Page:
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Sehr schön, Daniel.

I can add this one to Telegrafensekretär and SA-Sturmführer Robert Noll.

He founded the first NSDAP-Ortsgruppe in Münster 1922. His Partynumber was 16873, but I cannot find alot of information about him.

Best regards

Nicolas

IMG_20190605_174957.jpg

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To revive this old topic, this popped up at the SOS this weekend:

Indeed I did. It is now residing in my gun safe.

Gentlemen, I can tell you that you have to see this bar (in person) to really appreciate it. Congratulations Beau! :cheers:

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Gents, 

Here is my contribution. I am not sure about the first ribbon as it could be a MEZ, a RAO, a KO or an EKII.

Unfortunately (for me), nothing related to China. But a lovely bar with two battle clasps.

 

BR, Chris 

w_SW_Zn_vs.jpg

w_SW_Zn_rs.jpg

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I agree here with ixhs, this bar has a RAO4 or a KO4. This is a so called 'old-style' ribbonbar and these were worn untill 1915. Some functioned solely as ribbonbars, but others functioned both as medal- and ribbonbars, usually with hooks on the back. A lovely piece, finding something related to a non-com RAO or KO is rare.

Kind regards, Laurentius

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We can  not be sure, what decoration is hidden behind the first ribbon.

A Prussian order on a white ribbon with black stripes is possible, but very scarce. I could only find 17 Crown Order 4th class and 14 Red Eagle Order 4th class on this very special ribbon for the war in Deutsch-Südwestafrika. These decorations were awarded to civil officials (e.g. postofficals), as to be seen for example for the Crown Order 4th class and the year 1906.

Even if the previous described combination is very likely, an Iron Cross 1914 on a white ribbon is not impossible.

Verleihungszahlen Kronenorden am weißen Band.JPG

Verleihungszahlen Roter Adlerorden am weißen Band.JPG

Kgl. Pr. OL 1905, 2. Nachtrag.JPG

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2 hours ago, Gensui said:

How about a MEZ?

Sorry, for missing this. To be true, its the most probable decoration! There were 63 awarded for the war in Südwestafrika, most of them in 1907. These medals were given to low ranking military officials.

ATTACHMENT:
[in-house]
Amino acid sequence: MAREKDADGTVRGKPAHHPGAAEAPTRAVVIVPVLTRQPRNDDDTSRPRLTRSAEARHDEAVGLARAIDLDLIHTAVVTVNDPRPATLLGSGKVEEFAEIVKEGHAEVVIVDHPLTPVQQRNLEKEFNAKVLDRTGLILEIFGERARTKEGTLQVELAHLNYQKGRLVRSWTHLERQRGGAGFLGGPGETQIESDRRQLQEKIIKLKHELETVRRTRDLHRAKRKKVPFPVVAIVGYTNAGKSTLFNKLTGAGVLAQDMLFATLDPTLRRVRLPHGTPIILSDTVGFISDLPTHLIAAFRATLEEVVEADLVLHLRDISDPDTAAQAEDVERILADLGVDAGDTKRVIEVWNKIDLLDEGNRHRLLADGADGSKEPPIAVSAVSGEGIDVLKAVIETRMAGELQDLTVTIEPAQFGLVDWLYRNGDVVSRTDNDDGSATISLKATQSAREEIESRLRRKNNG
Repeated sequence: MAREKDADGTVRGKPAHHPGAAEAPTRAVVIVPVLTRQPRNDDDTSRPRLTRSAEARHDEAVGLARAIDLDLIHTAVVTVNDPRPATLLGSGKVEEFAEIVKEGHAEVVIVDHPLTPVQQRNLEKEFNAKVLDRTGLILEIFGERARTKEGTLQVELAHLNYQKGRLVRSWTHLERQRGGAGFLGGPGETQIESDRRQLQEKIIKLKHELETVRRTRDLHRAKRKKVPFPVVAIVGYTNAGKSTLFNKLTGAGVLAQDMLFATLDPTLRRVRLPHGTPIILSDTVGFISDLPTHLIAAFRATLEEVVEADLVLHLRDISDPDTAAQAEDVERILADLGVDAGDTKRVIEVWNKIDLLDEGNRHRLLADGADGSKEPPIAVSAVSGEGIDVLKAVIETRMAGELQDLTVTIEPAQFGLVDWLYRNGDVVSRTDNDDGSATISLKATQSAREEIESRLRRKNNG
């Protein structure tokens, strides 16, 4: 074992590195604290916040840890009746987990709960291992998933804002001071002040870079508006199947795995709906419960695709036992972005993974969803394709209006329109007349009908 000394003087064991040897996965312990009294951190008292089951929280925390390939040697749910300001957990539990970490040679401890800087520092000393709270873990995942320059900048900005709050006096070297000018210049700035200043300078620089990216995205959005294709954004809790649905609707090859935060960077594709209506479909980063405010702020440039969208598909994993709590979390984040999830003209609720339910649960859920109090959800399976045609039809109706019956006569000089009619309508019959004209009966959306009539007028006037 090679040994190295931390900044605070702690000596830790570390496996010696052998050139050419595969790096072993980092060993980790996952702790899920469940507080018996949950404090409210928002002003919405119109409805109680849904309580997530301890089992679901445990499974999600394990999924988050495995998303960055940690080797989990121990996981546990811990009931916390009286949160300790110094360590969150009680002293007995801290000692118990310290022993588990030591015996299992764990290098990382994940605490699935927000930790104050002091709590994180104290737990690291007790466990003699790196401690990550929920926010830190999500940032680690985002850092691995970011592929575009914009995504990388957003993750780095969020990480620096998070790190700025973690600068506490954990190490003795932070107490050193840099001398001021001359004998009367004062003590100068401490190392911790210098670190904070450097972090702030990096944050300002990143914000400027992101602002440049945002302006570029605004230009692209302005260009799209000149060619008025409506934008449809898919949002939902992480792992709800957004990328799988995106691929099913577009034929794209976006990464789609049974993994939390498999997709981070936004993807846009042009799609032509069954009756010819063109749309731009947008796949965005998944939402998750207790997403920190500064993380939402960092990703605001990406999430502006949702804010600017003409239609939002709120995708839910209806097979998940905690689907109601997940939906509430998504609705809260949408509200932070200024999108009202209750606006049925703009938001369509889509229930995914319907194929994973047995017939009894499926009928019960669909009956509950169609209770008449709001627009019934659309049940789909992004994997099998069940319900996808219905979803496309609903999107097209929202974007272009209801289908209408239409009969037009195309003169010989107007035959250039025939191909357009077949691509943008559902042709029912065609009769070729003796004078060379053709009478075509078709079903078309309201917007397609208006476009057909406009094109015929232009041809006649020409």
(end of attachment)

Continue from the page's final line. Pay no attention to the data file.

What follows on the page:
Kgl. Pr. OL 1905, 3. Nachtrag, S. 302.JPG

Kgl. Pr. OL 1905, 3. Nachtrag, S. 303.JPG

Kgl. Pr. OL 1905, 3. Nachtrag, S. 320.JPG

Edited by Komtur
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On 25/10/2019 at 17:28, laurentius said:

I agree here with ixhs, this bar has a RAO4 or a KO4. This is a so called 'old-style' ribbonbar and these were worn untill 1915. Some functioned solely as ribbonbars, but others functioned both as medal- and ribbonbars, usually with hooks on the back. A lovely piece, finding something related to a non-com RAO or KO is rare.

Kind regards, Laurentius

I personally like these old-style ribbon bars, I think they look fantastic with the field grey uniform. I thought it was just some sort of fashion that some people preferred them (or bought them additionally) over the small ones. Was there a directive given out in 1915 (maybe with the new uniforms??) that these should no longer been used? 

Edited by Utgardloki
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They weren't forbidden, there are some pictures of them being used after 1915. However, they noticed that officers were being picked off by French snipers who knew that one of those big coloury pieces of metal on an officer's chest was a sure sign of a commanding person, so they'd shoot him. Cut off the snake's head, that kind of logic. 

I remember a picture posted on this forum by @Rick Research a long time ago. It was a picture of a general (the literal embodiment of a badass) with an old-style ribbonbar, an enlisted men's belt and a bayonet. I can't seem to find the picture, but if anyone knows or remembers this post by Rick could you be so kind to post the picture? Much appreciated.

Kind regards, Laurentius

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Thanks for answering, that makes sense!
I personally would wear the small one on the field and the large one at formal occasions away from the front not illustrious enough to wear the big medal bar. But well... I am sure there were much more important things to think off back then than what kind of medal bar to wear.

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@Utgardloki

I found the picture

bc644e163ff8acf4b7998896e57d1b1d.jpg.412d73ec132c137afbefc7e9a139d552.jpg

As I said, the true embodiment of badass, the Bruce Willis of his time. This general, whose picture was taken in 1918, is wearing an enlisted men's belt and bayonet, a helmet and an 'old-style' ribbonbar. This picture would also go great in the other thread about the Johanniter Orden.

Kind regards, Laurentius

Edited by laurentius
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Well, that must have been how the ideal German general had to look like...

I hope You guys don't mind this a bit off-topic discussion...

 

Other pictures of him (Siegfried von La Chevallerie 1860-1950)

3f56279662d659c62d840374bd6a3fa1.jpg

Bildergebnis für siegfried von la chevallerie

image.thumb.png.0b7341e5f73e50cab48fcea49460510a.png

18. Oct 1916 (2nd from the right side)

image.thumb.png.60e04c930044bb5b765dc7231251008d.png

23. November 1917:

Siegfried-von-La-Chevallerie-e1555343715540-886x1030.jpg

image.png.f96fbea5f31464833bac683ae83a5581.png

 

 

You might want to read this (very interesting):

https://zeitreise-bb.de/die-kriegserinnerungen-des-siegfried-von-la-chevallerie/

 

Edited by Utgardloki
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